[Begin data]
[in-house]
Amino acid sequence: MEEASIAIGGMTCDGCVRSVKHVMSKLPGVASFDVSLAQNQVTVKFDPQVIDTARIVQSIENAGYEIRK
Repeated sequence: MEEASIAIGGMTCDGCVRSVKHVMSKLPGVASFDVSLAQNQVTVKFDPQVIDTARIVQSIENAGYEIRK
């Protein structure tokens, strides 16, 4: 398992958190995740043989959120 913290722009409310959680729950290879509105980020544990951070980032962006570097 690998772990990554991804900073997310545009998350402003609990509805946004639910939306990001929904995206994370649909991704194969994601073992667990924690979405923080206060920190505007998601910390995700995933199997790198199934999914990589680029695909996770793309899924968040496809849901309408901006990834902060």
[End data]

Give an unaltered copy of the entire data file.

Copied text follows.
[in-house]
Amino acid sequence: MEEASIAIGGMTCDGCVRSVKHVMSKLPGVASFDVSLAQNQVTVKFDPQVIDTARIVQSIENAGYEIRK
Repeated sequence: MEEASIAIGGMTCDGCVRSVKHVMSKLPGVASFDVSLAQNQVTVKFDPQVIDTARIVQSIENAGYEIRK
């Protein structure tokens, strides 16, 4: 398992958190995740043989959120 913290722009409310959680729950290879509105980020544990951070980032962006570097 690998772990990554991804900073997310545009998350402003609990509805946004639910939306990001929904995206994370649909991704194969994601073992667990924690979405923080206060920190505007998601910390995700995933199997790198199934999914990589680029695909996770793309899924968040496809849901309408901006990834902060």